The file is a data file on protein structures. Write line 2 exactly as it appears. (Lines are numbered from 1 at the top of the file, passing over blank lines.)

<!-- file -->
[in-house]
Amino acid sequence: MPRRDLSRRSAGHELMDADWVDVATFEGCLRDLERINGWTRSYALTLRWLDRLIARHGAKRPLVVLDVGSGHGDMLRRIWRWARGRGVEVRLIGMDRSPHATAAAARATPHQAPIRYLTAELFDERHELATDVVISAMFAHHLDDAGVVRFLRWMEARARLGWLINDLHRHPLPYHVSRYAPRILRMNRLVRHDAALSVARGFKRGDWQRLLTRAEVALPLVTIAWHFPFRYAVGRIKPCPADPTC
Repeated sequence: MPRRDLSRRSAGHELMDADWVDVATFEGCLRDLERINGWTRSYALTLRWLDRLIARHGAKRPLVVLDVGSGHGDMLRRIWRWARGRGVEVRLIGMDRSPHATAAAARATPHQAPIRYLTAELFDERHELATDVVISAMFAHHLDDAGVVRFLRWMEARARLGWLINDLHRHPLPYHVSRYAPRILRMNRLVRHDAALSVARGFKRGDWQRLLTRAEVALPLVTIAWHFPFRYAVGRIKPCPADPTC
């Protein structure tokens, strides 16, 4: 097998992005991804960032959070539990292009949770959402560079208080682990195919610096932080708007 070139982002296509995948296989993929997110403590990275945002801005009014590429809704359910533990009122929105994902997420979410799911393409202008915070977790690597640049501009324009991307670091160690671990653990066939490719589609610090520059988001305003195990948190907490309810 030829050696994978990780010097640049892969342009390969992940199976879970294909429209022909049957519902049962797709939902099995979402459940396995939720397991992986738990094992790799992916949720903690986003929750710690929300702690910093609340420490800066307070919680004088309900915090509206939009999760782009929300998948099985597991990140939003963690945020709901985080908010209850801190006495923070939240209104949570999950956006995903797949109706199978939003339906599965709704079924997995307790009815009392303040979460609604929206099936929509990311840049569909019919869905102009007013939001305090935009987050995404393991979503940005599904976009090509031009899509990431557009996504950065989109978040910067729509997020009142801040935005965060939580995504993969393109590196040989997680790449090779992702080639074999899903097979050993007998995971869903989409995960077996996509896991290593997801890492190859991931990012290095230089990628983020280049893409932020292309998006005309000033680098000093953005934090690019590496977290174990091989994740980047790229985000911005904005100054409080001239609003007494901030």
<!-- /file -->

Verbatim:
Amino acid sequence: MPRRDLSRRSAGHELMDADWVDVATFEGCLRDLERINGWTRSYALTLRWLDRLIARHGAKRPLVVLDVGSGHGDMLRRIWRWARGRGVEVRLIGMDRSPHATAAAARATPHQAPIRYLTAELFDERHELATDVVISAMFAHHLDDAGVVRFLRWMEARARLGWLINDLHRHPLPYHVSRYAPRILRMNRLVRHDAALSVARGFKRGDWQRLLTRAEVALPLVTIAWHFPFRYAVGRIKPCPADPTC